Over the last several years, two significant economic barriers have emerged for these families: 1) the lack of affordable housing and 2) a declining job market for those with a high school education or less. The fact is that the economic recovery in our country since the recession in 2008 presents a special challenge for those with a limited education: while over 8.6 million jobs have been created for those with a bachelor’s degree or higher, those with a high school education or less experienced a loss of 5.5 million jobs. (jobs for those with an associate’s degree or “some” college experienced a modest increase in job growth) And, those jobs that are available to this population do not pay the wage required for a safe and affordable 2-bedroom rental unit in Rochester. In order to afford the rent, a person would have to earn $16.60 per hour of full time employment. Combined with the added challenges of planning for transportation and childcare while at work, achieving stability and growth when starting from a position of homelessness and joblessness is fraught with instability and risk.

Serving this population has become increasingly difficult in light of the impact we have experienced from changes in homeless services policy:

• NY State now classifies emergency housing as “temporary housing assistance”, and reimbursement policies now reflect a very temporary nature of supporting people in crisis and trauma.

• Regulatory changes have required us to increase staff at shelters with children, and subject the shelter to a licensing process of a year or more before reimbursement at a proper rate begins.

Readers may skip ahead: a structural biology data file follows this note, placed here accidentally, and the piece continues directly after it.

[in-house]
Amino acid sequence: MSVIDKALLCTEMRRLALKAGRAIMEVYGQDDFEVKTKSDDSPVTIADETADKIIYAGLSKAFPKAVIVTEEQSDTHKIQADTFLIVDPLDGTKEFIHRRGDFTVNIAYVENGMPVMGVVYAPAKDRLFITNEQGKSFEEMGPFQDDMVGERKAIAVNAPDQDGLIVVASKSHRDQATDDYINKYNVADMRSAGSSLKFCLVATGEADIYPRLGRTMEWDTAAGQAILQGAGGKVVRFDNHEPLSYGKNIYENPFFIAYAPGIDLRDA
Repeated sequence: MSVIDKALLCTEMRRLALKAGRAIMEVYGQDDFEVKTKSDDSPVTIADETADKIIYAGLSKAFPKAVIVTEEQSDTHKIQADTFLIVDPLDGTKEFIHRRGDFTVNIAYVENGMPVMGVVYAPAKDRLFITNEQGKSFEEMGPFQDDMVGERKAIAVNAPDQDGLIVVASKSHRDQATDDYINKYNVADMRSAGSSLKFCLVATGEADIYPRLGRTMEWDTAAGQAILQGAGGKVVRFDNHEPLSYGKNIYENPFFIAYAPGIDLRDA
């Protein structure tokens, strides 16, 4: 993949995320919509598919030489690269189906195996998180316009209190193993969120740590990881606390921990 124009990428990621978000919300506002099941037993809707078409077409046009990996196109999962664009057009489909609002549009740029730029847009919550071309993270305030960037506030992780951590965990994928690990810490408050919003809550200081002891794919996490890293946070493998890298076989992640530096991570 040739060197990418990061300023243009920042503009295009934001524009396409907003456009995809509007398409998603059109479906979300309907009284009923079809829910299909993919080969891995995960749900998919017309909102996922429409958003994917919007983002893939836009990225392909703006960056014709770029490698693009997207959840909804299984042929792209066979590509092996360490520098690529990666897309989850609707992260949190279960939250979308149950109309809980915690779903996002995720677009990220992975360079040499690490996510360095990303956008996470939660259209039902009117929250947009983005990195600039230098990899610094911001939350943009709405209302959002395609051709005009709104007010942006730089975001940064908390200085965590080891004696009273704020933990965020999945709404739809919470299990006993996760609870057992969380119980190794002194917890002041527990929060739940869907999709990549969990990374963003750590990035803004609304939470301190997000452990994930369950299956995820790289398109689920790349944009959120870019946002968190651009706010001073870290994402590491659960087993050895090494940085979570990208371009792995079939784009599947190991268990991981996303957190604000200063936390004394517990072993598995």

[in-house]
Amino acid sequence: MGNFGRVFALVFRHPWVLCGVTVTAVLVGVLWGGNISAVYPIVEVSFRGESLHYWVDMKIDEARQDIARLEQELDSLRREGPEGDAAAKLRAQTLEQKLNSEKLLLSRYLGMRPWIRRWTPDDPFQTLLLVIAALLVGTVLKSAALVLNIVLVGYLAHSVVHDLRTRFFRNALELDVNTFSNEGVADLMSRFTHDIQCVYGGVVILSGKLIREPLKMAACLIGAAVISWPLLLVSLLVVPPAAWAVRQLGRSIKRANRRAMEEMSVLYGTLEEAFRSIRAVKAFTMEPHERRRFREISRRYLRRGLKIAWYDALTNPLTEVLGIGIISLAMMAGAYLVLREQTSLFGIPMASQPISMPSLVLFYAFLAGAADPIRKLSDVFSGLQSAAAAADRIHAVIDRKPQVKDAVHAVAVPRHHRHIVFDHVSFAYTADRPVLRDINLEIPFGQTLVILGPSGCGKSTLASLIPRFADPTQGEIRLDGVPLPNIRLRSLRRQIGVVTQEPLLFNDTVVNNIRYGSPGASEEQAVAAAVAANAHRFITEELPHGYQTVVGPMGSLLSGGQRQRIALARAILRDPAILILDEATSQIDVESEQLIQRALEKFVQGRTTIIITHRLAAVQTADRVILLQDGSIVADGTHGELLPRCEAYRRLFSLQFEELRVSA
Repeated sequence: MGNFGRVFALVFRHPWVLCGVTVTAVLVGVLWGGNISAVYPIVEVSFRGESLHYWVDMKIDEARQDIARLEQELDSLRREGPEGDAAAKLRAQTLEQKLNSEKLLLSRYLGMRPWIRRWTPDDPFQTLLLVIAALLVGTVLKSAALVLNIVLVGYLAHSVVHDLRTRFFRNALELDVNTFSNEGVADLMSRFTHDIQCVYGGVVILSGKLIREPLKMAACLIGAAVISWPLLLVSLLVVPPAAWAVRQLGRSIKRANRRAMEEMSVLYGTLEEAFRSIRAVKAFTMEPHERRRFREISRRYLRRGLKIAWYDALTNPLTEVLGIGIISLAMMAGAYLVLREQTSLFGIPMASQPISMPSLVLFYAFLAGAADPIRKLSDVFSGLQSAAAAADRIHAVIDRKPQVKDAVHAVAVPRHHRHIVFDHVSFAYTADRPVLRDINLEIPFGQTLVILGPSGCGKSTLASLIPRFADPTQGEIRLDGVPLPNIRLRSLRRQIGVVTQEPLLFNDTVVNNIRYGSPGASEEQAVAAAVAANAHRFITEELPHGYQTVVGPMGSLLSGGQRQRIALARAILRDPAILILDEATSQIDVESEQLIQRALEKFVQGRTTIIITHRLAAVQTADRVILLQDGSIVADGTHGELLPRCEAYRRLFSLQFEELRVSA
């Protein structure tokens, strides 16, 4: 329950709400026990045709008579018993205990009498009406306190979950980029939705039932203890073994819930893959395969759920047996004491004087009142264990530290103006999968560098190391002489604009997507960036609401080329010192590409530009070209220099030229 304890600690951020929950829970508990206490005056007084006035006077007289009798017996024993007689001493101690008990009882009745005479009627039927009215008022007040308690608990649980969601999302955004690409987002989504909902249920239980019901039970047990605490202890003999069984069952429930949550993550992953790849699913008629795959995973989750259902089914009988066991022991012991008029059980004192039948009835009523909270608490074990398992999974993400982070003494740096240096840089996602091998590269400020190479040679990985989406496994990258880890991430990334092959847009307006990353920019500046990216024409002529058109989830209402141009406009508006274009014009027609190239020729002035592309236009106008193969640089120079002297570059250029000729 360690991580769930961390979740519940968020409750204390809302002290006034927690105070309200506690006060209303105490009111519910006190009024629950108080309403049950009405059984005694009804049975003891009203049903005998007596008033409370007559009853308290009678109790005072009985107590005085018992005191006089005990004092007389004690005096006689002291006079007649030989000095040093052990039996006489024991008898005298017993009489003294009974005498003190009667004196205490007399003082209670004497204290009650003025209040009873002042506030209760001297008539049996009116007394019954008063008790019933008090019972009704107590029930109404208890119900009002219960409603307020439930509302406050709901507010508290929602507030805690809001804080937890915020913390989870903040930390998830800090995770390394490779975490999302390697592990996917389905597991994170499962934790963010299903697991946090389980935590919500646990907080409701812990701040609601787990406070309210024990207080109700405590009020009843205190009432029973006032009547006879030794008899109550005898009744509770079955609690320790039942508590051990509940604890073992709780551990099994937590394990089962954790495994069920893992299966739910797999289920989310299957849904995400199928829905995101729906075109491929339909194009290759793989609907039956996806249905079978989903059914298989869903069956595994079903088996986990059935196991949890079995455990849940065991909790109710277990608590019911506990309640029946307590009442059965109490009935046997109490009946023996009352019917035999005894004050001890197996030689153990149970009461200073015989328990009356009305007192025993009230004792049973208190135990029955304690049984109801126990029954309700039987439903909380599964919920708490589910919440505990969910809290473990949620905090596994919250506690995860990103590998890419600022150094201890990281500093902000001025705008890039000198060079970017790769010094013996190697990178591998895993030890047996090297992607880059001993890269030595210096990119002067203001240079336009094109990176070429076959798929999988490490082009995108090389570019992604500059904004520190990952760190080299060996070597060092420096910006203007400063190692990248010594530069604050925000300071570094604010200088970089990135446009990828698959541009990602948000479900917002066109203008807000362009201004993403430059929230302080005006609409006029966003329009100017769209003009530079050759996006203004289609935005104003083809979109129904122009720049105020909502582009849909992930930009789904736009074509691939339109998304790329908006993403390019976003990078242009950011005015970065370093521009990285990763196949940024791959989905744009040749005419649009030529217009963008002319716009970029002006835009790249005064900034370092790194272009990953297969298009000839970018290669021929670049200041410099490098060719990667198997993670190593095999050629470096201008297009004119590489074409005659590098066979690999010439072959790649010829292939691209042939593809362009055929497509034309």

• We are observing an increase in unreimbursed or underfunded stays in shelters.

Further reductions to the HUD budget are likely, and will exacerbate this challenge. During this time, I ask simply that you learn more about the facts and human impact surrounding this issue. It is complex, and while I fervently believe that it is possible to break the cycle of homelessness and poverty, a long-term systems approach and understanding is required.

CFC operates three shelters in Monroe County: Francis Center, for men; Sanctuary House, for women and women with children; and Place of Hope, for single women, women with children, and intact families. In 2017, our shelters served 2,688 people, 26% of whom were children. Our two shelters for women and children or families served 1671 people, 42% of whom were children.

Carol Wheeler, who serves as director of housing for the City of Rochester, is a strong advocate for the homeless in our city, and has said that the community is blessed to have CFC. “When it comes to the things that are taking place in Rochester as it relates to the homeless and providing service to them, Catholic Family Center is always right there to lend their expertise and their support,” Wheeler said. “And they get results.”

As we continue to serve families facing these challenges, I request your understanding, your advocacy, and your prayers.

Best wishes,

Marlene Bessette, President and CEO